by Rhiannon Guzelian

That November night fell swiftly but gracefully, draping the dense New Hampshire woods in impenetrable darkness. Elias panicked. He should have made camp nearly two hours ago. As the wind whipped harder and ushered in an icy cold, he cursed himself for allowing the evening to creep up on him. Though, to be fair, it had an advantage. Elias was moving slowly. Buried deep within his left leg was a constellation of lead and shrapnel that made his thigh muscles scream. His feet screamed right along, searing from 87 days of trekking north to Maine in his worn-out, military-issue boots. And between the weight of the pack and his limp, Elias’s back had taken to joining in with the cacophonous chorus, too. When the pain didn’t slow his pace, the laudanum did. It quieted the burning in his thigh, the ache in his back, and the sting in his feet. It warmed his chest like whiskey and made his limbs heavy and sluggish. 

As the wind whipped fat, wet snowflakes at him, the cold seeped into his bones, awakening that familiar ache. He was overdue for another dose and some rest. He turned slowly in a circle, looking out for a suitable place to bed down for the night, but he could see no further than his sniffling nose. Then, blessedly, the clouds parted, allowing what remained of the waning Frost Moon to cast its miserly light through the leafless trees. 

That’s when he saw it.

Barely visible, maybe twenty yards off the trail and surrounded by thick woods, stood a small structure. He moved closer, scarcely making out the shape of it. The slant of the roof. A chimney. The rounded contours of the logs that made up its walls. It was a cabin.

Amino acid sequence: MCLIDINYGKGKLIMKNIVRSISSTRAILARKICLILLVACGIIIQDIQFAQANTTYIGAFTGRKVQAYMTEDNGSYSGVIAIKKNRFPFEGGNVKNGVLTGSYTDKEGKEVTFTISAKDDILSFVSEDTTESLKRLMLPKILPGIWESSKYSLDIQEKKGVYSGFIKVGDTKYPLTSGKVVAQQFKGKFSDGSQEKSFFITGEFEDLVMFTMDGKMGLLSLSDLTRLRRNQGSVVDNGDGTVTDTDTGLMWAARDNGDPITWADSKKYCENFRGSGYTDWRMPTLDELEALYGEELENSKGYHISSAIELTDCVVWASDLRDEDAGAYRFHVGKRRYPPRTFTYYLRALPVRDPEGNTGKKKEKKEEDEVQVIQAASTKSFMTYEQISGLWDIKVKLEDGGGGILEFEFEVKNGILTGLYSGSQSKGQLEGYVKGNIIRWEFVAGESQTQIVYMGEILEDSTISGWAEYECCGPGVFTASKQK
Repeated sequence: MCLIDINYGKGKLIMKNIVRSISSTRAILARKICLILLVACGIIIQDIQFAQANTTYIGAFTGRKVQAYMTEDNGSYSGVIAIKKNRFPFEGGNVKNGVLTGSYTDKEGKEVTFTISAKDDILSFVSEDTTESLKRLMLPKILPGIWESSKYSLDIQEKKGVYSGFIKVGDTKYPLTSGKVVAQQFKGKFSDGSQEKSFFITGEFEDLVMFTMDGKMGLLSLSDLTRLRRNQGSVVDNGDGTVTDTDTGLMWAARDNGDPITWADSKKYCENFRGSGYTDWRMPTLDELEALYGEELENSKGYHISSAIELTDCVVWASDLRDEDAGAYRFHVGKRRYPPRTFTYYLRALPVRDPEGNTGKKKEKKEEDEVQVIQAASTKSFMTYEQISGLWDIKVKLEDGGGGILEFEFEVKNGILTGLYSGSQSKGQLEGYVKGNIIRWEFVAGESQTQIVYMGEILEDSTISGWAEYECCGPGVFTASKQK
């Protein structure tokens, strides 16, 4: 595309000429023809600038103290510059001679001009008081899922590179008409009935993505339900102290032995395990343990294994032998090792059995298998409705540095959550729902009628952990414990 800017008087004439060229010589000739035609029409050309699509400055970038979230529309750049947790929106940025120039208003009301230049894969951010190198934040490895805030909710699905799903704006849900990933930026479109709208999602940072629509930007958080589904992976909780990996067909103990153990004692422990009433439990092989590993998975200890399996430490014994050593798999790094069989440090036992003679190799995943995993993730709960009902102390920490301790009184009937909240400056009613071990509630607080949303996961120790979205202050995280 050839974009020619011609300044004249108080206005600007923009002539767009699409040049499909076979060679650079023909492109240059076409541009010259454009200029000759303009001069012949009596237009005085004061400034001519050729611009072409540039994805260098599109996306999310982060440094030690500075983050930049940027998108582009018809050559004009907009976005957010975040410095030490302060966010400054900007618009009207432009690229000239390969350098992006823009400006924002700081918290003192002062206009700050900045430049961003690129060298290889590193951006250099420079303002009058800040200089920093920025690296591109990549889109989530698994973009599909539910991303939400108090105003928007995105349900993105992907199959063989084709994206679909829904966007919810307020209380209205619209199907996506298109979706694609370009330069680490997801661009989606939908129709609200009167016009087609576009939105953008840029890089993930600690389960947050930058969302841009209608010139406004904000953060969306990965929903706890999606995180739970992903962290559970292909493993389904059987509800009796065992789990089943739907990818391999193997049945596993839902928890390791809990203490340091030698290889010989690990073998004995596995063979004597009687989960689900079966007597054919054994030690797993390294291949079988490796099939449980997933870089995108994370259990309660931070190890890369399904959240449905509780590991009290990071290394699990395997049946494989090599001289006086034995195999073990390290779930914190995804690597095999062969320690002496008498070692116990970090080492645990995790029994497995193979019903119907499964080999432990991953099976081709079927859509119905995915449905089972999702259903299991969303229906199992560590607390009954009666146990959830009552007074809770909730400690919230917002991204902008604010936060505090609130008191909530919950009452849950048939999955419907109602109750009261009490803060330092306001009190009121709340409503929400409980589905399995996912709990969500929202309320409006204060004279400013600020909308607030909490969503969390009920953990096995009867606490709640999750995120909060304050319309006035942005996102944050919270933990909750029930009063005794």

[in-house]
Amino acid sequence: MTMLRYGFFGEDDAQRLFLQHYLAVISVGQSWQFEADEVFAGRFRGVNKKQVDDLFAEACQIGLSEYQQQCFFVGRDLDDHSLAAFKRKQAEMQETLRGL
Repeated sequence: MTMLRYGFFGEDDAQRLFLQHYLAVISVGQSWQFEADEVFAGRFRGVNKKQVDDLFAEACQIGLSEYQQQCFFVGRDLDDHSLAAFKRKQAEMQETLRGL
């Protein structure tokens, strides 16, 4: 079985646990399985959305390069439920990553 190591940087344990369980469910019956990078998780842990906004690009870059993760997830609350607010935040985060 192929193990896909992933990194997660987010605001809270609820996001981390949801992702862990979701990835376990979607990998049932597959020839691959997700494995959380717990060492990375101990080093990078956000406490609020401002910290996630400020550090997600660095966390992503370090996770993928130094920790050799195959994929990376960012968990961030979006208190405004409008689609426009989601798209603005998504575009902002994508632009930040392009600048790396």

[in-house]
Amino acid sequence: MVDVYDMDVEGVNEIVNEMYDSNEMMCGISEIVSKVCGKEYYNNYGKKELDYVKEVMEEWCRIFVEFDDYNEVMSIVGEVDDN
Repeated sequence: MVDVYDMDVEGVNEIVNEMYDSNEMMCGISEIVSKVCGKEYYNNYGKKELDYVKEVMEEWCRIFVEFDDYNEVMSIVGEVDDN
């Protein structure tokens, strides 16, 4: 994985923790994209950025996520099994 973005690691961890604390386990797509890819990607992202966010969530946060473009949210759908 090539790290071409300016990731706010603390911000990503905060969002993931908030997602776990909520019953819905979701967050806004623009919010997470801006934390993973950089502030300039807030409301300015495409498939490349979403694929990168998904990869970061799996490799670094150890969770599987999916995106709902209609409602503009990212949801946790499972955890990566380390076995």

If the cabin was abandoned, he could shelter for the night. Perhaps start a fire. He imagined the sweet comfort of warm, dry socks the next morning. If the cabin was inhabited, well, it was a gamble whether he’d be met with charity or with the business end of an eager rifle. As he approached the door, Elias prayed for the former. And as he knocked—twice, firmly—he prayed again for good measure.

The door swung open, and the first thing Elias saw was a person-sized figure silhouetted against the yellow light of a fire. The second was the muzzle of a shotgun—inches from his face. Instinctively, he raised his hands and stepped back slowly. His eyes followed the twin barrels. On the other side of the sights, he spotted a pair of green eyes—one focused tightly on him, the other half-closed. If those moonlit eyes were the last thing Elias saw, he decided, that would be all right with him. 

“You poor soul,” the woman at the other end of the shotgun whispered. She backed up into the cabin. With both hands still on the weapon, she gestured for him to come inside. He entered, shutting the door behind him.

As he untied his boots, Elias surveyed the cabin. “I’m Elias. Elias Collins.” He smiled the warmest smile he could manage in his frozen state.

She pressed her lips together, calculating something. Finally, she said a single syllable: “Grace.” 

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Author Bio

Rhi is an emerging screenwriter from Maine. She is an alumna of the UCLA Extension Writers’ Program, where she earned her Certificate in Television Writing in 2022, and of the Writers Guild Foundation’s Veterans Writing Project (VWP). Currently, Rhi is enrolled in Emerson College’s MFA Program in Writing for Film and Television.

Instagram, X, & TikTok: @RhiLovesTV